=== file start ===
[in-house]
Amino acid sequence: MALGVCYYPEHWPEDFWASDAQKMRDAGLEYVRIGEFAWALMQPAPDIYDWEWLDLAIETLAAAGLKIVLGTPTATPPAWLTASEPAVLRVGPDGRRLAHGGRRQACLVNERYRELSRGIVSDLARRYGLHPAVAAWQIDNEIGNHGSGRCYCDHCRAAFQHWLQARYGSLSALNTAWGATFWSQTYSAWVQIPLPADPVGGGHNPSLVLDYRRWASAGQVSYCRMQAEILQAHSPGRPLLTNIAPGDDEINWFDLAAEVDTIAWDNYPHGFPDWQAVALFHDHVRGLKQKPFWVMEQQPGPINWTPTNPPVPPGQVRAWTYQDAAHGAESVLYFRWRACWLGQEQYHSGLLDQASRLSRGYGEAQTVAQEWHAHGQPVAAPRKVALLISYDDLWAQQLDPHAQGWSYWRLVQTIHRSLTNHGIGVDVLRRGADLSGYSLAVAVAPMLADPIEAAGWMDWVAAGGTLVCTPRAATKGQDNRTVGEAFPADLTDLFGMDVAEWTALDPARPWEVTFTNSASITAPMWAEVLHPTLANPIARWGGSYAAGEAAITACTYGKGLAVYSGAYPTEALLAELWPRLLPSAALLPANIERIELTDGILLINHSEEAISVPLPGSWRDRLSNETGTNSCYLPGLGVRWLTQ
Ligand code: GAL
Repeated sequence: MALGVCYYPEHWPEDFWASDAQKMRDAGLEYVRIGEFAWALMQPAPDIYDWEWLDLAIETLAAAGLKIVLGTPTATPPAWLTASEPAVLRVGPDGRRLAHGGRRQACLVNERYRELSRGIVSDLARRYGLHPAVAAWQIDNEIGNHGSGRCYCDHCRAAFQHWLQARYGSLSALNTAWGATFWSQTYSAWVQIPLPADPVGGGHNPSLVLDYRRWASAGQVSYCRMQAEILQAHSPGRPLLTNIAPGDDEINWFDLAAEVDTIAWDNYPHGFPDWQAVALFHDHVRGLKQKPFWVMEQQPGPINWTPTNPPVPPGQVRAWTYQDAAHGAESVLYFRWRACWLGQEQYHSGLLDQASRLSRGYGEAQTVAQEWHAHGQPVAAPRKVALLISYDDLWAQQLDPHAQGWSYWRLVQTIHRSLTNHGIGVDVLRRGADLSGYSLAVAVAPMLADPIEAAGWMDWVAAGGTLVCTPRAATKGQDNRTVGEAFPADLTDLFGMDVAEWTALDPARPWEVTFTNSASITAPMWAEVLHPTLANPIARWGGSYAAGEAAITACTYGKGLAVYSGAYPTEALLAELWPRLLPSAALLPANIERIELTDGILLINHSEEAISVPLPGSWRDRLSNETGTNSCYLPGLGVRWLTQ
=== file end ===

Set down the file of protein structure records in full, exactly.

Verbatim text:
[in-house]
Amino acid sequence: MALGVCYYPEHWPEDFWASDAQKMRDAGLEYVRIGEFAWALMQPAPDIYDWEWLDLAIETLAAAGLKIVLGTPTATPPAWLTASEPAVLRVGPDGRRLAHGGRRQACLVNERYRELSRGIVSDLARRYGLHPAVAAWQIDNEIGNHGSGRCYCDHCRAAFQHWLQARYGSLSALNTAWGATFWSQTYSAWVQIPLPADPVGGGHNPSLVLDYRRWASAGQVSYCRMQAEILQAHSPGRPLLTNIAPGDDEINWFDLAAEVDTIAWDNYPHGFPDWQAVALFHDHVRGLKQKPFWVMEQQPGPINWTPTNPPVPPGQVRAWTYQDAAHGAESVLYFRWRACWLGQEQYHSGLLDQASRLSRGYGEAQTVAQEWHAHGQPVAAPRKVALLISYDDLWAQQLDPHAQGWSYWRLVQTIHRSLTNHGIGVDVLRRGADLSGYSLAVAVAPMLADPIEAAGWMDWVAAGGTLVCTPRAATKGQDNRTVGEAFPADLTDLFGMDVAEWTALDPARPWEVTFTNSASITAPMWAEVLHPTLANPIARWGGSYAAGEAAITACTYGKGLAVYSGAYPTEALLAELWPRLLPSAALLPANIERIELTDGILLINHSEEAISVPLPGSWRDRLSNETGTNSCYLPGLGVRWLTQ
Ligand code: GAL
Repeated sequence: MALGVCYYPEHWPEDFWASDAQKMRDAGLEYVRIGEFAWALMQPAPDIYDWEWLDLAIETLAAAGLKIVLGTPTATPPAWLTASEPAVLRVGPDGRRLAHGGRRQACLVNERYRELSRGIVSDLARRYGLHPAVAAWQIDNEIGNHGSGRCYCDHCRAAFQHWLQARYGSLSALNTAWGATFWSQTYSAWVQIPLPADPVGGGHNPSLVLDYRRWASAGQVSYCRMQAEILQAHSPGRPLLTNIAPGDDEINWFDLAAEVDTIAWDNYPHGFPDWQAVALFHDHVRGLKQKPFWVMEQQPGPINWTPTNPPVPPGQVRAWTYQDAAHGAESVLYFRWRACWLGQEQYHSGLLDQASRLSRGYGEAQTVAQEWHAHGQPVAAPRKVALLISYDDLWAQQLDPHAQGWSYWRLVQTIHRSLTNHGIGVDVLRRGADLSGYSLAVAVAPMLADPIEAAGWMDWVAAGGTLVCTPRAATKGQDNRTVGEAFPADLTDLFGMDVAEWTALDPARPWEVTFTNSASITAPMWAEVLHPTLANPIARWGGSYAAGEAAITACTYGKGLAVYSGAYPTEALLAELWPRLLPSAALLPANIERIELTDGILLINHSEEAISVPLPGSWRDRLSNETGTNSCYLPGLGVRWLTQ